Learn How to Cook Pumpkin with this simple step-by-step guide – it’s easy! Simply cut, scoop, slather, and bake. Discover everything you need to know about sugar pumpkins from buying, different cooking methods, and uses.
What are Sugar Pumpkins?
Also called pie pumpkins, sugar pumpkins are generally (though not always) much smaller than the big pumpkins you’ll find at the pumpkin patch used for carving jack-o’-lanterns.
These big pumpkins may look like the most logical choice, but they’re actually the worst for cooking and baking. Unlike sugar pumpkins, these larger carving pumpkins tend to be bland, watery, and stringy, resulting in less than ideal results once cooked.
Sugar pumpkins are cultivated specifically for cooking. They are sweet and flavorful with smooth flesh.
They come in several varieties and don’t all look alike. Some are round, some are small, some are large and fat, some oblong, and some orange, beige, or even white.
Common varieties include,
- Cinderella pumpkins
- Lumina Pumpkins
- Autumn Gold
Can you bake and eat the monster size carving pumpkins? Well, yes. However, if you can’t find the sugar pumpkins, I recommend opting for a different, sweeter squash – like butternut squash or delicata squash.
How to Pick, Cut, and Prepare a Pumpkin for Cooking
When shopping for pumpkins at the grocery store that you plan to eat, not carve, look for ones that are labeled “sugar pumpkins” or “pie pumpkins”. Depending on the variety of sugar pumpkin, look for pumpkins that are between 4-8 pounds.
What should they look like? Some of the best-tasting cooking pumpkins are the funniest looking. As long as there are no soft spots or visible bruises, it’s good to eat.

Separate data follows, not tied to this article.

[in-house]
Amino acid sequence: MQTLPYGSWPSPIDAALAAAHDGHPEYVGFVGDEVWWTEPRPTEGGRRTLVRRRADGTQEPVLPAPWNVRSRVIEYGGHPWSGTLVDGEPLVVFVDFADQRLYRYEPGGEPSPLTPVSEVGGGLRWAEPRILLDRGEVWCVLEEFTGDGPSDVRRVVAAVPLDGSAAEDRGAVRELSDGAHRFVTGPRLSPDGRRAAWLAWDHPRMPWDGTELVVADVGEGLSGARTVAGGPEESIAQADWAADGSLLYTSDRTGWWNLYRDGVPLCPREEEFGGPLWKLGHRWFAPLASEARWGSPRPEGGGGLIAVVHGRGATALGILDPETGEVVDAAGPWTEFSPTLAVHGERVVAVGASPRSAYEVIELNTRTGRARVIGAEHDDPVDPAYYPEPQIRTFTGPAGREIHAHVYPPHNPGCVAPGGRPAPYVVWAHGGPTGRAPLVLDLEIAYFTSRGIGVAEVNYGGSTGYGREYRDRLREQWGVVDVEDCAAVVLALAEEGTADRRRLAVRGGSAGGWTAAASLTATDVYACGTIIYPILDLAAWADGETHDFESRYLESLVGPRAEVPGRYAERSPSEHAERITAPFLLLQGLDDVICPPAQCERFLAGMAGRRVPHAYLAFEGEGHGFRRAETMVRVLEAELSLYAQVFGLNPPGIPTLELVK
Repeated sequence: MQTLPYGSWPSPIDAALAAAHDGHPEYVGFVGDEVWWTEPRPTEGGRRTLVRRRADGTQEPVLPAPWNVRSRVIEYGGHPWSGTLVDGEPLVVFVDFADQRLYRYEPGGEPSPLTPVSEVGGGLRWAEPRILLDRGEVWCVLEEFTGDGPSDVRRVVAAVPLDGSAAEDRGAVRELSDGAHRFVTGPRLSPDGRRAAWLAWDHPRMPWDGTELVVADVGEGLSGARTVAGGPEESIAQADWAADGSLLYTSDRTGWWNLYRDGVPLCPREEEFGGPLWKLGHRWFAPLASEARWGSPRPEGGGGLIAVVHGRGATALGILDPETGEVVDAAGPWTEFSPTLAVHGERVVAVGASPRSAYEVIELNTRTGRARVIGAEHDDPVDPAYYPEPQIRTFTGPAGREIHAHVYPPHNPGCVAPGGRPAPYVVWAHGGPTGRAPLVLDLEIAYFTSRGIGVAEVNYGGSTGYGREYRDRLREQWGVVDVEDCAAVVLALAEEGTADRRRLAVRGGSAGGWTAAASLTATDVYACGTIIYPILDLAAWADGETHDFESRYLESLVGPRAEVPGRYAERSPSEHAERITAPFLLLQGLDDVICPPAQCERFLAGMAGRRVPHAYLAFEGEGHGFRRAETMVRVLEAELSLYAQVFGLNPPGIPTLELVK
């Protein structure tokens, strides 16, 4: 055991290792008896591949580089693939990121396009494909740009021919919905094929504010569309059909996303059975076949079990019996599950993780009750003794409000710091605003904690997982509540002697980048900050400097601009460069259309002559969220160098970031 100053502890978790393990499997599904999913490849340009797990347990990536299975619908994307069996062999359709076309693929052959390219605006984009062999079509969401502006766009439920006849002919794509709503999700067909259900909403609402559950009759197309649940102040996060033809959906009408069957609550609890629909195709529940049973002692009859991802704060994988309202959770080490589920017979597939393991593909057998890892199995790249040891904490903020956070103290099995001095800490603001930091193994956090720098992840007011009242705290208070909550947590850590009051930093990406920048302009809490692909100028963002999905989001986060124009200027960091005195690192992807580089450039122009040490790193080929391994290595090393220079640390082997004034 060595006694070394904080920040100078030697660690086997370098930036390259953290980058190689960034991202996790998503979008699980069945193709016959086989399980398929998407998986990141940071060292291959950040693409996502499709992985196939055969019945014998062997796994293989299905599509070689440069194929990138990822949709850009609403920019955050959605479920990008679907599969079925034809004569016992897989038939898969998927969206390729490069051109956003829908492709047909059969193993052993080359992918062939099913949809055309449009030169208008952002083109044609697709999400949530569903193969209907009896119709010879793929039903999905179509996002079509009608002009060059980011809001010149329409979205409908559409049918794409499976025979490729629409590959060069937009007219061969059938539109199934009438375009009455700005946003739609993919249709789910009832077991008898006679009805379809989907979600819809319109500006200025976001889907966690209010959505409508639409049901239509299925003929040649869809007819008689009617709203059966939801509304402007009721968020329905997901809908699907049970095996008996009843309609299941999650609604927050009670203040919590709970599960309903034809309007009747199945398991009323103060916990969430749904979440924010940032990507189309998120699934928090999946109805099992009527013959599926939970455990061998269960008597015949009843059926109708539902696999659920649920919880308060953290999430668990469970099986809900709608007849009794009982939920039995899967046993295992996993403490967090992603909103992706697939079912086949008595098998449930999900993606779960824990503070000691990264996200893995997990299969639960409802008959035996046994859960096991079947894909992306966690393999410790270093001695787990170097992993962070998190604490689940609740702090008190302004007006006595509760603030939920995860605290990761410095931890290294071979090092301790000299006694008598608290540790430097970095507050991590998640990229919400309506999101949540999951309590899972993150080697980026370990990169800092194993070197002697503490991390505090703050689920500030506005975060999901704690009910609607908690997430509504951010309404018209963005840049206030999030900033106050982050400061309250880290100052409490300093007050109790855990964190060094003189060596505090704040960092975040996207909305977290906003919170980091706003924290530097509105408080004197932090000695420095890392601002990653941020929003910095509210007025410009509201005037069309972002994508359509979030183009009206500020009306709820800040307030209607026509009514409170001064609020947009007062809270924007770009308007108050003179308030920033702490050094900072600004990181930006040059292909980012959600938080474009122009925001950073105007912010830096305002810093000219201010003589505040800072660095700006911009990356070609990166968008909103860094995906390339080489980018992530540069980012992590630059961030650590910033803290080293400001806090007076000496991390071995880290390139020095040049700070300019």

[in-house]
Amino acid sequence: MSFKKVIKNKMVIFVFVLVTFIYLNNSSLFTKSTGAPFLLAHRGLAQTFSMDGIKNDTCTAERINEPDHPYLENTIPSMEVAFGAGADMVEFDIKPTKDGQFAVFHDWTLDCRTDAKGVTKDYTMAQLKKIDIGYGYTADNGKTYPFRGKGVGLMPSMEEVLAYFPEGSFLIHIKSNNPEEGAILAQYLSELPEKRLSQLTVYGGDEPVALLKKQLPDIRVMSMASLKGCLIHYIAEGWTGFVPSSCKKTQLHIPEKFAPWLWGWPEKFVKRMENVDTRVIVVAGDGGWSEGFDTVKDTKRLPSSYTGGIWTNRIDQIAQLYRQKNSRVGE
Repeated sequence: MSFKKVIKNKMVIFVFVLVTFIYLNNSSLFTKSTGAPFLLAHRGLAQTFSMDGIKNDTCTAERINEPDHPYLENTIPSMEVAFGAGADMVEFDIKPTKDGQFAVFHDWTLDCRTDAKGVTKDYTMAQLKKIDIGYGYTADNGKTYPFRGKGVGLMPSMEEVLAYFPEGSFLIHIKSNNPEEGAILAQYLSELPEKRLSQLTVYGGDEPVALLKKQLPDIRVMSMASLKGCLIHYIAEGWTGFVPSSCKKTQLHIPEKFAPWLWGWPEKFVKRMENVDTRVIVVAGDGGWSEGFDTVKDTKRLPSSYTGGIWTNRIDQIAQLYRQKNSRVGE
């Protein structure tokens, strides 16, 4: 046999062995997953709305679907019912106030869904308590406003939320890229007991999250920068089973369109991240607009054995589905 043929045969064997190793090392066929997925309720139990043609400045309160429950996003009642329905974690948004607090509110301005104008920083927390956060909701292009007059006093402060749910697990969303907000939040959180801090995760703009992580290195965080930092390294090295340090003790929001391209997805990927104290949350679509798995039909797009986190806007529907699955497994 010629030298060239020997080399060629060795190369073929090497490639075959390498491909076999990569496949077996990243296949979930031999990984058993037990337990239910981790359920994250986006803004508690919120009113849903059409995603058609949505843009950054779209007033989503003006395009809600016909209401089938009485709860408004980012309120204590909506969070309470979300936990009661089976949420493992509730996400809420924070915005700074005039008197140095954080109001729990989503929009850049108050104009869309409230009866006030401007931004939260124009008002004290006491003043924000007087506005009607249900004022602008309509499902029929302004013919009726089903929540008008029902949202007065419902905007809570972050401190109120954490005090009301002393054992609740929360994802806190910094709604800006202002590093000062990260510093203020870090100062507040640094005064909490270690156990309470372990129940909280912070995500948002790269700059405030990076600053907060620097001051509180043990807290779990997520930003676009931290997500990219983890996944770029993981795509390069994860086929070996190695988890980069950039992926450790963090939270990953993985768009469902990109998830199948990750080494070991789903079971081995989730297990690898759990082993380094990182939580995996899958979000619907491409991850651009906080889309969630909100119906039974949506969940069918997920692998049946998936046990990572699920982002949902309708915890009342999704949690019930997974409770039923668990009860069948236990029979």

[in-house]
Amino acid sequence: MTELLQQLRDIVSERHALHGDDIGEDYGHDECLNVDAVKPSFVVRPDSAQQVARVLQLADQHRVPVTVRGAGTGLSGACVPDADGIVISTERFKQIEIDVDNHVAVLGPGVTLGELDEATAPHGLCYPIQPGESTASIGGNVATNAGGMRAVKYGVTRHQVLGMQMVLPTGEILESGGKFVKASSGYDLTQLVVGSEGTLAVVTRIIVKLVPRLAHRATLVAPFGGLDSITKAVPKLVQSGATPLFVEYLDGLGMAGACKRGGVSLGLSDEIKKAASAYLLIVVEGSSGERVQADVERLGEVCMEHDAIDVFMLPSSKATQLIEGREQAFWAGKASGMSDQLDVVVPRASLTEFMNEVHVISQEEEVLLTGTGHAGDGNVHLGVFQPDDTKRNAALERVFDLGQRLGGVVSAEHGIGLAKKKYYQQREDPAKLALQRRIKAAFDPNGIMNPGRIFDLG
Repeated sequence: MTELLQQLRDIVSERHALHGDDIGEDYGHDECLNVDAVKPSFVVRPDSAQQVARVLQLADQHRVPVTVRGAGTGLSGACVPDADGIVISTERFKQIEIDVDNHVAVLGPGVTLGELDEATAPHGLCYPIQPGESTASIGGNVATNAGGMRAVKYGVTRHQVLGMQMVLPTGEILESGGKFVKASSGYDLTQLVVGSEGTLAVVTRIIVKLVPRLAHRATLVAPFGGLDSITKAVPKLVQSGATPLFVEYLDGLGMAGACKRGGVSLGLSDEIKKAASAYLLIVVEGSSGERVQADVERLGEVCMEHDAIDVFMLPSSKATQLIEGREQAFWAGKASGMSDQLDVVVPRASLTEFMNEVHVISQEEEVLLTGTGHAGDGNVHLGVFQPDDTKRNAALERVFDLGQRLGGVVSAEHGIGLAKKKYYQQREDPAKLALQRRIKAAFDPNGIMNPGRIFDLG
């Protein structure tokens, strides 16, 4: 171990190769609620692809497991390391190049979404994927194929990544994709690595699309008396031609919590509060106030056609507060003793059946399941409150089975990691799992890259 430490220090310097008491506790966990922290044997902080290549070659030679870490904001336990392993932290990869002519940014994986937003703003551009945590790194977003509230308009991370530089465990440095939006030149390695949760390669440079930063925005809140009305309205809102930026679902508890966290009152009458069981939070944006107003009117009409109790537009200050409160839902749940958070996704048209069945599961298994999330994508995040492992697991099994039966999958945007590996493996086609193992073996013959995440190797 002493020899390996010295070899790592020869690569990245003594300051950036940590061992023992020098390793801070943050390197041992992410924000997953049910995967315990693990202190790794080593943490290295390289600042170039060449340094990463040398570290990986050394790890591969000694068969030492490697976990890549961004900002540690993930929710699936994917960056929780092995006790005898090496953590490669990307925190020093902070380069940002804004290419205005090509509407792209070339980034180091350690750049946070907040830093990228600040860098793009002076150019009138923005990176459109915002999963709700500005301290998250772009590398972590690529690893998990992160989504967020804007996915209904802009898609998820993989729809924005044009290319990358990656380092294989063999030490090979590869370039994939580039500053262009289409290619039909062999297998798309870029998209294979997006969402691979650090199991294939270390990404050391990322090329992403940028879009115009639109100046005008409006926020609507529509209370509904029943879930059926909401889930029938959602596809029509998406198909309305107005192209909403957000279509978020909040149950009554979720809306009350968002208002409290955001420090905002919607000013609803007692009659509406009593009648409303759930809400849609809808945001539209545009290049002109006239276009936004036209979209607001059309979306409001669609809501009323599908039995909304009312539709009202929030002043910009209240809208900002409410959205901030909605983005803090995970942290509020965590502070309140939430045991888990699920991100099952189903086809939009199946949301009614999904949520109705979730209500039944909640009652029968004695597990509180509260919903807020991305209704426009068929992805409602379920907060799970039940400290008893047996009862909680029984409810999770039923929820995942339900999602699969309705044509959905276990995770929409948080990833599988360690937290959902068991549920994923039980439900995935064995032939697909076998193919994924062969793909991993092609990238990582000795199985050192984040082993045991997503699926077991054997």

And remember, pumpkins have a long shelf-life (around 2 months) so buy a few extra and keep them ready for later in the season.
After you’ve picked your pumpkin, you’ll want to keep it stored in a cool, dry place until you’re ready to make some magic in the kitchen.
Start first by washing the outside of your pumpkins and drying thoroughly. To bake, roast, and steam, cut in half and scoop out the guts and seeds (save them and make roasted pumpkin seeds) Season or leave them plain and cook to your preference.
How to Cook Pumpkin
Now that we know how to prep these cute little pumpkins, let’s talk about cooking.
Just like all types of winter squash, sugar pumpkins can be baked, roasted, boiled, stewed, steamed, and pureed. You can even cook them in your Instant Pot.
For the best flavor, however, I recommend slathering the skin and flesh in a little oil and baking or roasting in the oven. Baking is done at a lower oven temperature for a slightly longer cook time, while roasting is done at a higher oven temperature for a shorter cooking time.
Today, we’re baking our sugar pumpkins.
- Preheat oven to 350 degrees F and line a rimmed baking sheet with parchment paper.
Use a pastry brush to coat the pumpkin halves with oil then sprinkle with salt and pepper, if using. Transfer to your prepared baking sheet, cut-side-down. Pierce the skin with a fork in 2-3 places on each half to allow for steam to escape.
Bake for approximately 45 minutes, or until the flesh is easily pierced with a fork.
Remove the baking sheet from the oven and allow to cool for 5 minutes before scooping out the flesh or peeling away the skin.
Use in your favorite recipes or puree in a high-speed blender or food processor for homemade pureed pumpkin.